[ Teaching & Learning ]

A happy note for Rochester music teacher

colorful musical note illustration

t’s a sunny August afternoon when elementary-aged children would typically be playing outside and soaking up the final days of summer break before heading back to school.

Zachary Arenz smiles wearing a patterned floral button up shirt and standing in front of the Flower City School No. 54; New York State 2024 Teacher of the Year badge

2024 New York State Teacher of the Year Zachary Arenz, Rochester TA. Students at Flower City School No. 54, below right, are drawn to the safe space created in his classroom.

Instead, a half dozen kids are not only willingly, but happily sitting inside a classroom at Flower City School Number 54 playing their instruments with Zach Arenz.

“The students always want to be with him,” said school Principal Demitria Lawton-Greggs. “He brings that sense of warmth and love.”

Arenz, who has taught vocal, general and instrumental music to students from elementary to high school in Rochester city schools since 2013, was named the 2024 New York State Teacher of the Year by the state Board of Regents.

“Zach has earned the respect of his fellow teachers and the affection of his students,” said Rochester Teachers Association president Adam Urbanski. “He represents the excellence and dedication of so many other teachers in our district and throughout our state. We are so very proud to be his colleagues.”

Over the years, his classroom has become known by students and colleagues alike as a safe place where children can go when they need to talk, manage emotions or just take a break in a judgement-free zone.

“Everybody loves Mr. Arenz,” said Chris Shanley, a fifth-grade teacher whose classroom is just up the hall from Arenz’s room. “He’s the guy that a lot of my kids, when they’re having a hard time, will say, ‘Can I go sit with Mr. Arenz for a while?’”

As a leader in the school’s shift toward restorative practices and the creator of his school’s music enrichment program for students experiencing grief, Arenz offers daily check-ins with students as he welcomes them off the bus each morning.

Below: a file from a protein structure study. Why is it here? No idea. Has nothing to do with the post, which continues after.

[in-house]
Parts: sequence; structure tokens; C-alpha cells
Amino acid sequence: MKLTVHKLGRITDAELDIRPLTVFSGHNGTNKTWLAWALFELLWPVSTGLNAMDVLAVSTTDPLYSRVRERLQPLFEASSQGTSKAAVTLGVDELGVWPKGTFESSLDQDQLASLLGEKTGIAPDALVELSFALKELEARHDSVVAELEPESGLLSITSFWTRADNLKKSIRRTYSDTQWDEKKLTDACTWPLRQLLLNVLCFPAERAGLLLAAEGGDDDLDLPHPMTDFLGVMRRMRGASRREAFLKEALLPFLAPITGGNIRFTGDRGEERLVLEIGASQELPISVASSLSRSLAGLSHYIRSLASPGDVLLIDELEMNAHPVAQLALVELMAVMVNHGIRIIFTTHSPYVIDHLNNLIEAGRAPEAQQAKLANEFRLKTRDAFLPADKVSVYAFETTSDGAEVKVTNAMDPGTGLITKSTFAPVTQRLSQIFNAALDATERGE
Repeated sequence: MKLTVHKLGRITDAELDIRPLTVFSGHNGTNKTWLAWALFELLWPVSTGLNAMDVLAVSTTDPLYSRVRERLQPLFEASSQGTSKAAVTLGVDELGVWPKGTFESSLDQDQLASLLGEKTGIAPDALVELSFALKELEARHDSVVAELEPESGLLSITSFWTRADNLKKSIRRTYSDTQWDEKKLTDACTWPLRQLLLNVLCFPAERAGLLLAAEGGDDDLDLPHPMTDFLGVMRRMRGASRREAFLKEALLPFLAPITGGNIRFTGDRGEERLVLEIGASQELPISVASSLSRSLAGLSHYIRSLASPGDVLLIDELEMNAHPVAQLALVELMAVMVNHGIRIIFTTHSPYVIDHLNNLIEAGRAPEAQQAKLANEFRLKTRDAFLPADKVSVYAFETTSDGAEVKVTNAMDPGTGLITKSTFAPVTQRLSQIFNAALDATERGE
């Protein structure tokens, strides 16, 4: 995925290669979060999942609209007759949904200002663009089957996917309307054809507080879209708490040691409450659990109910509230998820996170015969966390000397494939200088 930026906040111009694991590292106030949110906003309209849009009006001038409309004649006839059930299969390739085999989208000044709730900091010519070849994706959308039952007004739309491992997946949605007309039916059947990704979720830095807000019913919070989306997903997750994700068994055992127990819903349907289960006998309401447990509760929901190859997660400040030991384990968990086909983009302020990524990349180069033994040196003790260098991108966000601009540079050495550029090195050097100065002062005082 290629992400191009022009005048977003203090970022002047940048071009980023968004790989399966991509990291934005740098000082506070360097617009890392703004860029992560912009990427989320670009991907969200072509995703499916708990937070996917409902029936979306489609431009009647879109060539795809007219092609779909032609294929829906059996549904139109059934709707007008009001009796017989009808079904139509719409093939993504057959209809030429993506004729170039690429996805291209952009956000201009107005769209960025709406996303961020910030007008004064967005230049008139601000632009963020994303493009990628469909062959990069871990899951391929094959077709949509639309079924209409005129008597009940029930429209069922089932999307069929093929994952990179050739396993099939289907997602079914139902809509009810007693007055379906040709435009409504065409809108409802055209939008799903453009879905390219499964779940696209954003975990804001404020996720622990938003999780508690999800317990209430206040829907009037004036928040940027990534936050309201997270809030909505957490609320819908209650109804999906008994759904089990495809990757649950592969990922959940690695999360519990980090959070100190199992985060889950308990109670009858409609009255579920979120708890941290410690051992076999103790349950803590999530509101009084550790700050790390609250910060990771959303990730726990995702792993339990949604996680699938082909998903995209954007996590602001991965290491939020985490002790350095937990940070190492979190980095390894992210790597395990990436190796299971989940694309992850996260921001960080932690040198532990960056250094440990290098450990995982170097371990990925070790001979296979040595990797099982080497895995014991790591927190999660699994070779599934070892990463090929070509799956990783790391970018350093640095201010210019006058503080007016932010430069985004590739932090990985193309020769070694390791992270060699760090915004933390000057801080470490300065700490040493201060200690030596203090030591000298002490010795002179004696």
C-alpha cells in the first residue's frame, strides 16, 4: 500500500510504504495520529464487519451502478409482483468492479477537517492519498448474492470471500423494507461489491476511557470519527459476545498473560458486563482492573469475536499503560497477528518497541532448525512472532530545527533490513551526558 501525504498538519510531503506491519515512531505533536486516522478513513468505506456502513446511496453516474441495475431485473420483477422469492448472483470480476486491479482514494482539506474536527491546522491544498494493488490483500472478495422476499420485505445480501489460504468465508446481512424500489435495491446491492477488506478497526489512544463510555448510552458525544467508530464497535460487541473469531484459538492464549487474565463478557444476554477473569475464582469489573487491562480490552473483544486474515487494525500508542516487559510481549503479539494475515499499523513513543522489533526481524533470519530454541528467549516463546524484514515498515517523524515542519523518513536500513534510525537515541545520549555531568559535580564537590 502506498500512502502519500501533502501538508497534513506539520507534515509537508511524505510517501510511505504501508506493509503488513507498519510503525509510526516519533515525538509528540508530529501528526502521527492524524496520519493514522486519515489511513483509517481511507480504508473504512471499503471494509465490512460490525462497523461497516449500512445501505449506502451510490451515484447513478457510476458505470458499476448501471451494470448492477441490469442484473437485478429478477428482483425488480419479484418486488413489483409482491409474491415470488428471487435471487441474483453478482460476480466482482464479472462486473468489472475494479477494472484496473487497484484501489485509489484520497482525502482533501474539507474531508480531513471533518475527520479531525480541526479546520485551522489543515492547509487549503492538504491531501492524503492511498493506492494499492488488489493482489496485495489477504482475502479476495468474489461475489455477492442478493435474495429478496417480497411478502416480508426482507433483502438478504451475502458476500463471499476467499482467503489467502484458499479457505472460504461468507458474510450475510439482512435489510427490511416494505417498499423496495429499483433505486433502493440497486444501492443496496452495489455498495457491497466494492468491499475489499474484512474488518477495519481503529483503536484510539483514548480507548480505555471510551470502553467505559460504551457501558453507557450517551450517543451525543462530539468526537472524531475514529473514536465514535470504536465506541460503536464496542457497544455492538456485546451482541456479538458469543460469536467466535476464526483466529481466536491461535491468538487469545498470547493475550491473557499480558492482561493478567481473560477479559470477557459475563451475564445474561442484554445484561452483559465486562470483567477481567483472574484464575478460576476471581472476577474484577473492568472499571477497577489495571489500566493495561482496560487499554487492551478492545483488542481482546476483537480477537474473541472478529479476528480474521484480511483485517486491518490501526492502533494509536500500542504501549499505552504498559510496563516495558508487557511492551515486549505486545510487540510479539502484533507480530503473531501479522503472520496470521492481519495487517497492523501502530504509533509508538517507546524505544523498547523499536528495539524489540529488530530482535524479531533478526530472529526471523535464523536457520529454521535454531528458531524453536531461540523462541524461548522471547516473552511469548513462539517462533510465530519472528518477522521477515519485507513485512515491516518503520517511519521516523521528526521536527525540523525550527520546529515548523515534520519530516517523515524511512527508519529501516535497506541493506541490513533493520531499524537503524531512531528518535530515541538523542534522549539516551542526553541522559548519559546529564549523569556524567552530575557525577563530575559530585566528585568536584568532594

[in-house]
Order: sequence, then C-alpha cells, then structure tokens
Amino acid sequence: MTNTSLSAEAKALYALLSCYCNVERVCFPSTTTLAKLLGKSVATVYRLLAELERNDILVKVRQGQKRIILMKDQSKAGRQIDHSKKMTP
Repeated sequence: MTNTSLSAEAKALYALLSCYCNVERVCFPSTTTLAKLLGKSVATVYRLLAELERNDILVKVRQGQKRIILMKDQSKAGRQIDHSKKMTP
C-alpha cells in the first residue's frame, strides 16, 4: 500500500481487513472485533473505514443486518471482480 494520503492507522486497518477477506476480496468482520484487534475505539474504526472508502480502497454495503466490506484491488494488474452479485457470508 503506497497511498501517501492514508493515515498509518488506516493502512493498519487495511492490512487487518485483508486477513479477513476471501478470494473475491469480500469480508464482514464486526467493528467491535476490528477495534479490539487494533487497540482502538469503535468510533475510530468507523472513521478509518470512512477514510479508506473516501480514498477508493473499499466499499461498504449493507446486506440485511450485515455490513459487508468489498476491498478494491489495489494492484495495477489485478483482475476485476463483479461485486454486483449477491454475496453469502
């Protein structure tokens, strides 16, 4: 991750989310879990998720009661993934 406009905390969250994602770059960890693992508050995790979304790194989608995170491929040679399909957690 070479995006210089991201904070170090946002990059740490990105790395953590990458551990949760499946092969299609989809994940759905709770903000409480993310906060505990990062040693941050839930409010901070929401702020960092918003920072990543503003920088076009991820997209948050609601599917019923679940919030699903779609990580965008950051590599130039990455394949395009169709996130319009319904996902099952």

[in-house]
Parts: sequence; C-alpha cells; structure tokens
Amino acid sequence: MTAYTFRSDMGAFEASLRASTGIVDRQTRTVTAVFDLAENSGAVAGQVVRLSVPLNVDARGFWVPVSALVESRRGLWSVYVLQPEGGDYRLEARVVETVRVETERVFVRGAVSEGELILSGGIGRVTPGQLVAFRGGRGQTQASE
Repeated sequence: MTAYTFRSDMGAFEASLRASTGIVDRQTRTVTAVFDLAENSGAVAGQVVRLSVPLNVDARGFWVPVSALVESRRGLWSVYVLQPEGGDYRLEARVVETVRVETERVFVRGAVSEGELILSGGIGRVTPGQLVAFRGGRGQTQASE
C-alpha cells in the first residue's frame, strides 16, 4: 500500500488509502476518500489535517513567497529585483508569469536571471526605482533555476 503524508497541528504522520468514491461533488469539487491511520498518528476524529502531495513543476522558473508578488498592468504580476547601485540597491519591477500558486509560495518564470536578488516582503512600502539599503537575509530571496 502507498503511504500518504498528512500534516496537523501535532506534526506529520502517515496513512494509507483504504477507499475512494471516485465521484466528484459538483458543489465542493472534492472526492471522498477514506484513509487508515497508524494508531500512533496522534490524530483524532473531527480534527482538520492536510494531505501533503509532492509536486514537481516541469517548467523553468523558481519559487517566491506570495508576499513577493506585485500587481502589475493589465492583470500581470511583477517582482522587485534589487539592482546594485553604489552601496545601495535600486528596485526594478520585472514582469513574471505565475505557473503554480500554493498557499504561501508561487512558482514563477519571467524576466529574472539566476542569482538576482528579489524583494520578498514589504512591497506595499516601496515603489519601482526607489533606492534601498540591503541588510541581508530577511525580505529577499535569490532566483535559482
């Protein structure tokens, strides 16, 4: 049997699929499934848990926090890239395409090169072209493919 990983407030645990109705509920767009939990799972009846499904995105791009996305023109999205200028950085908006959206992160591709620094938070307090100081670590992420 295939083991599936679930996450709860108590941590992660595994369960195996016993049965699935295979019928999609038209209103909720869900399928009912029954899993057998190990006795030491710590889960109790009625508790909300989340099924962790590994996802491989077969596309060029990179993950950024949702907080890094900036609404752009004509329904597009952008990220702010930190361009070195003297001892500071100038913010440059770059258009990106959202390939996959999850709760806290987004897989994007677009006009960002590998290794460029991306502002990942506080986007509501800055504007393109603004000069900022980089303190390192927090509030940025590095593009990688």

“If you are having a bad day, that’s fine,” Arenz explained. “I can’t expect 180 good days from you. It’s okay, you’re a human. And if I’m entitled to my feelings, then so are you.”

Arenz’s former principal LaShara Evans acknowledges just how vital those mental-health checks are.

“A kid can’t learn when they’re worried about where their next meal is going to come from; a kid can’t learn when the day before their house was hit with stray bullets; a kid can’t learn when they saw a loved one being arrested the day before,” Evans said. “So those check-ins with kids to see how they’re doing before they even start the school day is important, and he does that.”

Zachary Arenz smiles brightly in a photo with his students, they all stand in a colorful classroom with walls decorated with small guitars and pictures of instruments

Arenz says he has learned that “deliberate, hard and consistent work to support social and emotional well-being is a critical foundation for a well-rounded and rigorous academic culture” and sums up his teaching philosophy as “establishing places were folks feel safe, communication is encouraged and anyone is welcome to express their truest self.”

Within his classroom, students can find a considerable collection of books with characters and stories that reflect aspects of their own unique identities. Arenz also keeps a closet stocked with clean clothes, winter coats and toiletries that students can access whenever they need.

“Zach exemplifies the life-changing work our teachers do every day, whether that’s guiding children and families through restorative practices, turning his classroom into a refuge where students feel supported or ensuring parents have the resources to engage with their kids’ learning,” said NYSUT President Melinda Person. “The mark he is leaving in Rochester is inarguable proof that emphasizing the whole child is key to healthy students, public schools and communities.”

“One of the things that I remember being told when I first started teaching was to imagine the phrase ‘I can’t learn until I know that you know who I am first,’” Arenz recalled.

“So, the very foundation of my classroom is built on knowing who my students are.”

For more, visit nysut.cc/arenz.